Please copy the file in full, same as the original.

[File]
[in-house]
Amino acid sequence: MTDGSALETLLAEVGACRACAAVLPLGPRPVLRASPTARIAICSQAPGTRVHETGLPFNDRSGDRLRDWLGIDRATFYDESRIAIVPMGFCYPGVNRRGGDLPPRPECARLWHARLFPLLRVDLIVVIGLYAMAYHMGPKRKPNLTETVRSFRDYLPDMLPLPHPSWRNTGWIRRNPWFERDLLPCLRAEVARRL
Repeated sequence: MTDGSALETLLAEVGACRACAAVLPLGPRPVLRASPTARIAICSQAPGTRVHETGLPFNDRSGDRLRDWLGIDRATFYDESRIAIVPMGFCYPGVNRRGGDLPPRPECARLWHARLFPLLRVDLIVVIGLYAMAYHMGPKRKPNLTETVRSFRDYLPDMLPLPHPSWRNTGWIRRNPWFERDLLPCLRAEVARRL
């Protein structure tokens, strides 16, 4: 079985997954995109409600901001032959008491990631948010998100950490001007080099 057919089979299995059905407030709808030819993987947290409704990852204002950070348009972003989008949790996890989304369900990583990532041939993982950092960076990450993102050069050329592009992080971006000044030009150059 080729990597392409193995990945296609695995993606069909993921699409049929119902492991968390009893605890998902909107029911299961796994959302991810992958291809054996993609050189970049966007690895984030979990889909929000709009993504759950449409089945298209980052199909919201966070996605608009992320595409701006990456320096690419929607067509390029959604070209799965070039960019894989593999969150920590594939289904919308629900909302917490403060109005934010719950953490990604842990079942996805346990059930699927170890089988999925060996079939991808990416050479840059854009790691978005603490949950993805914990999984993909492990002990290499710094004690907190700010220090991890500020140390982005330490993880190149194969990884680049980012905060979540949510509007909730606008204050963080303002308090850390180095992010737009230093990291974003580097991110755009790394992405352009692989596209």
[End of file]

[in-house]
Amino acid sequence: MTDGSALETLLAEVGACRACAAVLPLGPRPVLRASPTARIAICSQAPGTRVHETGLPFNDRSGDRLRDWLGIDRATFYDESRIAIVPMGFCYPGVNRRGGDLPPRPECARLWHARLFPLLRVDLIVVIGLYAMAYHMGPKRKPNLTETVRSFRDYLPDMLPLPHPSWRNTGWIRRNPWFERDLLPCLRAEVARRL
Repeated sequence: MTDGSALETLLAEVGACRACAAVLPLGPRPVLRASPTARIAICSQAPGTRVHETGLPFNDRSGDRLRDWLGIDRATFYDESRIAIVPMGFCYPGVNRRGGDLPPRPECARLWHARLFPLLRVDLIVVIGLYAMAYHMGPKRKPNLTETVRSFRDYLPDMLPLPHPSWRNTGWIRRNPWFERDLLPCLRAEVARRL
């Protein structure tokens, strides 16, 4: 079985997954995109409600901001032959008491990631948010998100950490001007080099 057919089979299995059905407030709808030819993987947290409704990852204002950070348009972003989008949790996890989304369900990583990532041939993982950092960076990450993102050069050329592009992080971006000044030009150059 080729990597392409193995990945296609695995993606069909993921699409049929119902492991968390009893605890998902909107029911299961796994959302991810992958291809054996993609050189970049966007690895984030979990889909929000709009993504759950449409089945298209980052199909919201966070996605608009992320595409701006990456320096690419929607067509390029959604070209799965070039960019894989593999969150920590594939289904919308629900909302917490403060109005934010719950953490990604842990079942996805346990059930699927170890089988999925060996079939991808990416050479840059854009790691978005603490949950993805914990999984993909492990002990290499710094004690907190700010220090991890500020140390982005330490993880190149194969990884680049980012905060979540949510509007909730606008204050963080303002308090850390180095992010737009230093990291974003580097991110755009790394992405352009692989596209």